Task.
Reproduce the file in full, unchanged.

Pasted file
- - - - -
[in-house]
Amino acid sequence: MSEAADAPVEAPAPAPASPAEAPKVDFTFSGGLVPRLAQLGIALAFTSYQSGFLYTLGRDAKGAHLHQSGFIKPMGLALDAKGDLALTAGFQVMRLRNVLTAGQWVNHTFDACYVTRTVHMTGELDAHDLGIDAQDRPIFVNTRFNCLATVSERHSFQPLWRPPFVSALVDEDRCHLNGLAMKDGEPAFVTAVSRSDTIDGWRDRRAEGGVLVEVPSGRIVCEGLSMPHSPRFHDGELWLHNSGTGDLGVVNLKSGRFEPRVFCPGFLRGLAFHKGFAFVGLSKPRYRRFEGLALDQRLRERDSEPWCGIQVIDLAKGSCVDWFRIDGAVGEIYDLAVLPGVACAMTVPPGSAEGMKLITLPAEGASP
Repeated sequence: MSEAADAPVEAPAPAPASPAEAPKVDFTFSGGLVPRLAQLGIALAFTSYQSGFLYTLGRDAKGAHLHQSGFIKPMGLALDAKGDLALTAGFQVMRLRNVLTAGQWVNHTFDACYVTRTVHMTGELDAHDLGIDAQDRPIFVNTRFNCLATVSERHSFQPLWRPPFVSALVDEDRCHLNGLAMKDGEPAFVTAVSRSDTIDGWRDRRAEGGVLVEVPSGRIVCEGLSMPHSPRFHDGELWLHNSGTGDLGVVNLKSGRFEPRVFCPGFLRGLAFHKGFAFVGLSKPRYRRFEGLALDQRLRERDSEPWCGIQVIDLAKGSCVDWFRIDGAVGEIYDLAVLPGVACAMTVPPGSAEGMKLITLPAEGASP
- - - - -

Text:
[in-house]
Amino acid sequence: MSEAADAPVEAPAPAPASPAEAPKVDFTFSGGLVPRLAQLGIALAFTSYQSGFLYTLGRDAKGAHLHQSGFIKPMGLALDAKGDLALTAGFQVMRLRNVLTAGQWVNHTFDACYVTRTVHMTGELDAHDLGIDAQDRPIFVNTRFNCLATVSERHSFQPLWRPPFVSALVDEDRCHLNGLAMKDGEPAFVTAVSRSDTIDGWRDRRAEGGVLVEVPSGRIVCEGLSMPHSPRFHDGELWLHNSGTGDLGVVNLKSGRFEPRVFCPGFLRGLAFHKGFAFVGLSKPRYRRFEGLALDQRLRERDSEPWCGIQVIDLAKGSCVDWFRIDGAVGEIYDLAVLPGVACAMTVPPGSAEGMKLITLPAEGASP
Repeated sequence: MSEAADAPVEAPAPAPASPAEAPKVDFTFSGGLVPRLAQLGIALAFTSYQSGFLYTLGRDAKGAHLHQSGFIKPMGLALDAKGDLALTAGFQVMRLRNVLTAGQWVNHTFDACYVTRTVHMTGELDAHDLGIDAQDRPIFVNTRFNCLATVSERHSFQPLWRPPFVSALVDEDRCHLNGLAMKDGEPAFVTAVSRSDTIDGWRDRRAEGGVLVEVPSGRIVCEGLSMPHSPRFHDGELWLHNSGTGDLGVVNLKSGRFEPRVFCPGFLRGLAFHKGFAFVGLSKPRYRRFEGLALDQRLRERDSEPWCGIQVIDLAKGSCVDWFRIDGAVGEIYDLAVLPGVACAMTVPPGSAEGMKLITLPAEGASP